Combining targeting methodologies for better targeting of the extreme poor: some preliminary findings from BRAC's CFPR/TUP programme
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CitationMatin, I., & Halder, S. R. (2002, September). Combining targeting methodologies for better targeting of the extreme poor: some preliminary findings from BRAC's CFPR/TUP programme. Research Reports (2002): Economic Studies, Vol - XVIII, 65–95.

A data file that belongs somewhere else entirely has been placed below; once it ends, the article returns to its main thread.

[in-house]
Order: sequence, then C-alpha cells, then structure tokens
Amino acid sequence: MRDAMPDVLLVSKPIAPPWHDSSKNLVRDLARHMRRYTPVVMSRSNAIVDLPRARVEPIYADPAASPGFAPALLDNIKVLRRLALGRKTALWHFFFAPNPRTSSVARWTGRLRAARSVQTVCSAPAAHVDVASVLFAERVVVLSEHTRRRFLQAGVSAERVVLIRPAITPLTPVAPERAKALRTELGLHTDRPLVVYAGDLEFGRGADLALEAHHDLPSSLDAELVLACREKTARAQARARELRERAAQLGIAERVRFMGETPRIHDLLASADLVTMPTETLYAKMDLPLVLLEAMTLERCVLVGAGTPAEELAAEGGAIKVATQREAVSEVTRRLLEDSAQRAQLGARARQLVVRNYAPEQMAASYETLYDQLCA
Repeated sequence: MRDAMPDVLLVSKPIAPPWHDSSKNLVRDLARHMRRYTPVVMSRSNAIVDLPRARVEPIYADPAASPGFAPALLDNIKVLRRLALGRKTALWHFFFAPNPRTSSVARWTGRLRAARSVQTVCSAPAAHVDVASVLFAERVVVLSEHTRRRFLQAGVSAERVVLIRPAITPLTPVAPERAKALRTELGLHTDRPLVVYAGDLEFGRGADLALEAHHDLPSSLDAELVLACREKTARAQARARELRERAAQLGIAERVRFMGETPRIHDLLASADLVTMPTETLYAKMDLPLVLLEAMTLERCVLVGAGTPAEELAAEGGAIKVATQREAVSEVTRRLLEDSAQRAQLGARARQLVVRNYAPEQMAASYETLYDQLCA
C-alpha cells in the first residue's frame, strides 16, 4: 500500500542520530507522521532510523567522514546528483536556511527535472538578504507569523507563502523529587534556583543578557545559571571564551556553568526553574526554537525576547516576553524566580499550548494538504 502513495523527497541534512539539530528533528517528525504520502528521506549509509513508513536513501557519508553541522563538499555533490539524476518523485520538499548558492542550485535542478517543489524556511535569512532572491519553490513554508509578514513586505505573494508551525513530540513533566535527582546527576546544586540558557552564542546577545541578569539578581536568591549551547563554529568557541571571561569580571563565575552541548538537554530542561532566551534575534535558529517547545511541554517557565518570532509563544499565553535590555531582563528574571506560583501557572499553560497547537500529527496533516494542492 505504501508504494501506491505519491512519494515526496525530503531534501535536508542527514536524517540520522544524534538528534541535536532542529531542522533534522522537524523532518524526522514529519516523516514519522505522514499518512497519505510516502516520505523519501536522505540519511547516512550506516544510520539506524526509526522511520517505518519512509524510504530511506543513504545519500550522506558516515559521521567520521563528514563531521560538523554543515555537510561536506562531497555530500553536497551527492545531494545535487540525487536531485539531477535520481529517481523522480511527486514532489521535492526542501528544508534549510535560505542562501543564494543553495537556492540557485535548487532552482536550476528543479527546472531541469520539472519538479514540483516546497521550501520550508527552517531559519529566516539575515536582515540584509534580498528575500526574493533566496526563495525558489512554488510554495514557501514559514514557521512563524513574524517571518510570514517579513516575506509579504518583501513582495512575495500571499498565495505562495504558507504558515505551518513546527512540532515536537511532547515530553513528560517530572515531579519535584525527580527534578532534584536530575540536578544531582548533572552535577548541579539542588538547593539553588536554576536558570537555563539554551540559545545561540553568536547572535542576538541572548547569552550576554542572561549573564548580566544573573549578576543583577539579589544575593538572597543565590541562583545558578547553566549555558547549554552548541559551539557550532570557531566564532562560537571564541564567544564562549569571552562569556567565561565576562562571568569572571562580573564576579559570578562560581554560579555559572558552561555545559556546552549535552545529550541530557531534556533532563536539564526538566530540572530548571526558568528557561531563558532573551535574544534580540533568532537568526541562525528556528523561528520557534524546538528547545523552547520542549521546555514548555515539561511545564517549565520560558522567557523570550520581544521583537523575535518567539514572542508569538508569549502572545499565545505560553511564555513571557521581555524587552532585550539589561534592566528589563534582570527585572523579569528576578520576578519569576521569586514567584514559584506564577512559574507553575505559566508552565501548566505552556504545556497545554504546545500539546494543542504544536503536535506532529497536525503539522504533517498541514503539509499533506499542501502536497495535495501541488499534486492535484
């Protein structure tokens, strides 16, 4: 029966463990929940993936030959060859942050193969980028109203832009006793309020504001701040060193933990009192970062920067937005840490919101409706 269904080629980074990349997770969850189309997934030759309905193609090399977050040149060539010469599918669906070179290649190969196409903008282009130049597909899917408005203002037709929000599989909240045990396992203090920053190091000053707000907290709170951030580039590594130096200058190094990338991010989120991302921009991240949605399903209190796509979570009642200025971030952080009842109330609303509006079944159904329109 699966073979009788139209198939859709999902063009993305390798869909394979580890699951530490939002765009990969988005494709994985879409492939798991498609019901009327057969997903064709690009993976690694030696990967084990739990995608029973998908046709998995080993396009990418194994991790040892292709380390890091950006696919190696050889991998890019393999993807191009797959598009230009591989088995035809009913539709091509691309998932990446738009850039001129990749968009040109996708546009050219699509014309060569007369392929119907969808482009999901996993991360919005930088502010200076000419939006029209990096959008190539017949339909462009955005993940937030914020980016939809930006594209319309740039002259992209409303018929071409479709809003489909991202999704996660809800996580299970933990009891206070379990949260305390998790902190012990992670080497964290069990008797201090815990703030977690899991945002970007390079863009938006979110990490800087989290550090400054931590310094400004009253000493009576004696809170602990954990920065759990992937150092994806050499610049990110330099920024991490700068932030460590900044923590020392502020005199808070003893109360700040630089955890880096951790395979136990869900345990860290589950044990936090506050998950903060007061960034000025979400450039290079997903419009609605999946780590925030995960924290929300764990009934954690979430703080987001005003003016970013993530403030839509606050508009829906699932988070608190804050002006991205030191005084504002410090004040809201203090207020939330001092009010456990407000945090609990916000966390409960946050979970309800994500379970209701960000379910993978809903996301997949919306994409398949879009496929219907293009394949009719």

Since January 2002, BRAC has started a new program targeted at the extreme poor, called, 'Challenging the Frontiers of Poverty Reduction: Targeting the Ultra Poor' (CFPR/TUP). This Programme seeks to challenge the frontiers of poverty reduction by addressing two key limitations of much poverty reduction interventions to date. First, the Programme seeks to 'push down' the reach of development programmes through specific targeting of the ultra poor who have suffered relative neglect in most development programme interventions to date. Secondly, it seeks to 'push out' the domain within which existing approaches operate, by addressing dimensions of poverty that many conventional approaches fail to address. Specifically, this involves a shift away from the conventional service delivery mode of development programming to focussing on human capital, and the structures and processes that disempower the poor, especially women, and constraint their livelihood. It is an approach that puts social development, specifically a rights-based approach to health and socio-political empowerment, at the heart of the agenda. This paper has two objectives. The first is an introduction of the new BRAC Programme that aims to experiment with a different type of approach to attacking extreme poverty. More specifically, the focus in this paper is to introduce the targeting methodology used in this Programme. The underlying theme of both the CFPR/TUP Programme and the targeting methodology it used is an acknowledgment of the power and strength of combining methods and approaches and thereby leveraging each other. The Programme for instance combines promotion and protection oriented mechanisms to attacking poverty and uses this mix at various levels acknowledging the idea that the structures that create and reproduce poverty work at multiple levels. Similarly, the targeting approach used in the Programme also combines various targeting methodologies and knowledge streams about who the extreme poor are and where they live. The second objective of this paper is to use Programme data emerging out of the targeting exercise to undertake preliminary exploration of questions of effectiveness of the approach used. The combining of various targeting approaches and drawing from different streams of knowledge has been the main innovativeness of the targeting methodology used in the CFPR/TUP programme. The close correspondence between community perception of the variables distinguishing the extreme poor from the other wealth groups and what the Programme developed based on reading of existing poverty profile literature of Bangladesh points to the maturity and evolution of formal, more academic knowledge on poverty profile in being able to capture the categories and descriptions used by poor people themselves. This is encouraging. What is needed now is moving beyond more grounded poverty profile to more grounded understanding of the various mechanisms through which poverty persists for some and not for others and what can be done about it. However, the big differences between the two closely ranked groups of the poor-the extreme poor and those just above, also suggest that there is a structural break, rather than a continuum in terms of deprivation of opportunities, security and empowerment that is differentiating the extreme poor from others. It is through a better understanding of the various dimensions, dynamics and interlinkages of these structural breaks can we design the most effective strategies and programmatic approaches for this group.